become a state facing severe power shortage over the recent years due
to lack of new power generation projects and delay in the commercial
power generation at Kudankulam Atomic Power Project. The Tuticorin
Thermal Power Station has five 210 megawatt generators. The first
generator was commissioned in July 1979. The thermal power plants
under construction include the coal-based 1000 MW NLC TNEB Power
Plant. From the current 17MW installed Solar power, Tamil Nadu
government's new policy aims to increase the installed capacity to
3000MW by 2016.
Main article: Sports in Tamil Nadu
Kabbadi, is recognised as the state game in Tamil Nadu. The
traditional sport of
Tamil Nadu include Silambam, a Tamil martial
arts played with a long bamboo staff, Cockfight, Jallikattu, a
bull taming sport famous on festival occasions, ox-wagon racing known
Kite flying also known as Pattam viduthal,
Goli, the game with marbles, Aadu Puli, the "goat and tiger"
Kabaddi also known as Sadugudu. Most of these
traditional sports are associated with festivals of land like Thai
Pongal and mostly played in rural areas. In urban areas of Tamil
Nadu, modern sports like bat and ball games are played. S.
Ilavazhagi carrom world champion from 2002–2016
The M. A.
Chidambaram Stadium chennai
Viswanathan Anand, world chess champion 2007–2013
The M. A.
Chidambaram Stadium in
Chennai is an international cricket
ground with a capacity of 50,000 and houses the
Tamil Nadu Cricket
Association. Srinivasaraghavan Venkataraghavan,
Krishnamachari Srikkanth, Laxman Sivaramakrishnan,
Sadagoppan Ramesh, Laxmipathy Balaji, Murali Vijay,
Ravichandran Ashwin and
Dinesh Karthik are some prominent
cricketers from Tamil Nadu. The
MRF Pace Foundation in
Chennai is a
popular fast bowling academy for pace bowlers all over the world.
Cricket contests between local clubs, franchises and teams are popular
in the state.
Chennai Super Kings represent the city of
Chennai in the
Indian Premier League, a popular
Twenty20 league. The Super Kings are
the most successful team in the league with two IPL titles and two
Tennis is also a popular sport in
Tamil Nadu with notable
international players including Ramesh Krishnan, Ramanathan
Krishnan, Vijay Amritraj and Mahesh Bhupathi. Nirupama
Vaidyanathan, the first Indian women to play in a grandslam tournament
also hails from the state. The ATP
Chennai Open tournament is held in
Chennai every January. The Sports Development Authority of Tamil Nadu
(SDAT) owns Nungambakkam tennis stadium which hosts
Chennai Open and
Davis Cup play-off tournaments.
Tamil Nadu Hockey Association is the governing body of Hockey in
Vasudevan Baskaran was the captain of the Indian team that
won gold medal in 1980 Olympics at Moscow. The Mayor Radhakrishnan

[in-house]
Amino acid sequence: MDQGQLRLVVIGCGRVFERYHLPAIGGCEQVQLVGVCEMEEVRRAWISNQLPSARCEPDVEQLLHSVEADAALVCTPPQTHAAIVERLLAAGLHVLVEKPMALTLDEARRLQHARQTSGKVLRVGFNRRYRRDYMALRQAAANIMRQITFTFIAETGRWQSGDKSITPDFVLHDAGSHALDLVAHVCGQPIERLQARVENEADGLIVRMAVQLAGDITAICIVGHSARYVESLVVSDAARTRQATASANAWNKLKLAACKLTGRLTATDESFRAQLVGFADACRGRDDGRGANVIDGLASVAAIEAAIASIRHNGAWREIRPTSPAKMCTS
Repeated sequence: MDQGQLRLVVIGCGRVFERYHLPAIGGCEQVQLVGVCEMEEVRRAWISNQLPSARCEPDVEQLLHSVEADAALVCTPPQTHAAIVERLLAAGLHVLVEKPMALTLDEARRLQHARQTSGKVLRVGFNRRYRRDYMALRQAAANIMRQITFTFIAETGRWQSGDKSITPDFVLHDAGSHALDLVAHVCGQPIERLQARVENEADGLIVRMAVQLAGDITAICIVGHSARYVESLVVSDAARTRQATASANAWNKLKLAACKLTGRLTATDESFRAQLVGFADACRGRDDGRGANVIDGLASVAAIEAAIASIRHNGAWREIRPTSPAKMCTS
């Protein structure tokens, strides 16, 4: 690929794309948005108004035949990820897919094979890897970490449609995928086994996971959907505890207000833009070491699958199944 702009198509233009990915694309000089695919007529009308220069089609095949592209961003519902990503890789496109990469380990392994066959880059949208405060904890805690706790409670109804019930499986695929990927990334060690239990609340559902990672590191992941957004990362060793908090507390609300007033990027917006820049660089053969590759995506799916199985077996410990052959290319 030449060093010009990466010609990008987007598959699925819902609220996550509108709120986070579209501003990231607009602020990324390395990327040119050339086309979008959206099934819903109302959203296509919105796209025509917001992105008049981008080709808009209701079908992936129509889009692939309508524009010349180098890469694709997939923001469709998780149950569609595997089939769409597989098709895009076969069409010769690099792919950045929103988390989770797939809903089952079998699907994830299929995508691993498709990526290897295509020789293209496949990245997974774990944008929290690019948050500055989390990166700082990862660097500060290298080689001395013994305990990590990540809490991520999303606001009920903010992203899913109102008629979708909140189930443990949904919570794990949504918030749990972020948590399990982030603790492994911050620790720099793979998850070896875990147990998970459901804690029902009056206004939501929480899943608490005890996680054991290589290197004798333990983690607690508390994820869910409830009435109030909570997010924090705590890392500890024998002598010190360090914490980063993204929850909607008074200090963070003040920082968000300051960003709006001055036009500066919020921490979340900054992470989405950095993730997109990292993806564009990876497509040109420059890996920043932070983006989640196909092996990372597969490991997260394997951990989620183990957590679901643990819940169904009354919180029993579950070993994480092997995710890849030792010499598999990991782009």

Chennai hosts international hockey events and is regarded
International Hockey Federation
International Hockey Federation as one of the best in the world
for its infrastructure.
Tamil Nadu also has Golf ground in Coimbatore, The
Club is an 18-hole golf course located in a place called Chettipalayam
in Coimbatore, located within the city limits in the state of Tamil
Nadu in India. The Club is also a popular venue for major Golf
Tournaments held in India.
The Sports Development Authority of
Tamil Nadu (SDAT), a government
body, is vested with the responsibility of developing sports and
related infrastructure in the state. The SDAT owns and operates
world class stadiums and organises sporting events. It also
accommodates sporting events, both at domestic and international
level, organised by other sports associations at its venues. The YMCA
College of Physical Education at Nandanam in
Chennai was established
in 1920 and was the first college for physical education in Asia. The
Jawaharlal Nehru Stadium in
Chennai is a multi-purpose stadium hosting
football and track & field events. The Indian Triathlon Federation
and the Volleyball Federation of
India are headquartered in Chennai.
Chennai hosted India's first ever International Beach Volleyball
Championship in 2008. The SDAT – TNSRA Squash Academy in
Chennai is one of the very few academies in south Asia hosting
international squash events.Jawaharlal Nehru Stadium in Coimbatore, it
is a football stadium and also a multi-purpose stadium in Coimbatore
constructed in 1971.
Main article: Tourism in Tamil Nadu
Thanjavur is a
UNESCO world heritage site
Marina Beach, the longest urban beach in the country
The tourism industry of
Tamil Nadu is the largest in India, with an
annual growth rate of 16 per cent.
Tourism in Tamil Nadu
Tourism in Tamil Nadu is promoted
Tamil Nadu Tourism Development Corporation
Tamil Nadu Tourism Development Corporation (TTDC), a Government of
Tamil Nadu undertaking. According to Ministry of Tourism statistics,
4.68 million foreign (20.1% share of the country) and
333.5 million domestic tourists(23.3% share of the country)
visited the state in 2015 making it the most visited state in India
both domestic and foreign tourists. The state boasts some of the
Hindu temples built in Dravidian architecture. The Brihadishwara
Gangaikonda Cholapuram built by the Cholas,
the Airavateswara temple in Darasuram,the
Shore Temple and the
Arunachaleshwara Temple, Tiruvannamalai, along with the collection of
other monuments in
Mahabalipuram (also called Mamallapuram) have been
UNESCO World Heritage Sites..
Ramanathapuram district is one of the major Islamic tourist attraction
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Publications. ISBN 0-8021-3797-0.
Sastri, K.A. Nilakanta (2002) . A history of South
prehistoric times to the fall of Vijayanagar. New Delhi: Indian
Branch, Oxford University Press. ISBN 0-19-560686-8.
Steever, Sanford (1998), "Introduction", in Steever, Sanford, The
Dravidian Languages, London: Routledge, pp. 1–39,
"Places to Visit in Tamil Nadu", Tripoto, retrieved 2 November
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Animal: Nilgiri tahr